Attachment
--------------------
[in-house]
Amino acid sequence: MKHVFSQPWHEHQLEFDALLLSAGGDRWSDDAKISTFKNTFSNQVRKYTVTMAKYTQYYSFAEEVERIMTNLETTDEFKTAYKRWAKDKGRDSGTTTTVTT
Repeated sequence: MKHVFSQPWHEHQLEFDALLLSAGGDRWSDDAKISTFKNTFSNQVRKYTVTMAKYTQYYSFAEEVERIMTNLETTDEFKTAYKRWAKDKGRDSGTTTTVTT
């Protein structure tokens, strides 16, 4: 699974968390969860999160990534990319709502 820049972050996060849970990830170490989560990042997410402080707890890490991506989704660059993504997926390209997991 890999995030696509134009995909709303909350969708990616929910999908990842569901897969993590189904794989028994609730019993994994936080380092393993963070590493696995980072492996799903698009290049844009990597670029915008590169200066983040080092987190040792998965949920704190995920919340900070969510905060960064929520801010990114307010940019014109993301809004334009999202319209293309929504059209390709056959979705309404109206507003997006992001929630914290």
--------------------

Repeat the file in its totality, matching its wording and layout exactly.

[in-house]
Amino acid sequence: MKHVFSQPWHEHQLEFDALLLSAGGDRWSDDAKISTFKNTFSNQVRKYTVTMAKYTQYYSFAEEVERIMTNLETTDEFKTAYKRWAKDKGRDSGTTTTVTT
Repeated sequence: MKHVFSQPWHEHQLEFDALLLSAGGDRWSDDAKISTFKNTFSNQVRKYTVTMAKYTQYYSFAEEVERIMTNLETTDEFKTAYKRWAKDKGRDSGTTTTVTT
């Protein structure tokens, strides 16, 4: 699974968390969860999160990534990319709502 820049972050996060849970990830170490989560990042997410402080707890890490991506989704660059993504997926390209997991 890999995030696509134009995909709303909350969708990616929910999908990842569901897969993590189904794989028994609730019993994994936080380092393993963070590493696995980072492996799903698009290049844009990597670029915008590169200066983040080092987190040792998965949920704190995920919340900070969510905060960064929520801010990114307010940019014109993301809004334009999202319209293309929504059209390709056959979705309404109206507003997006992001929630914290």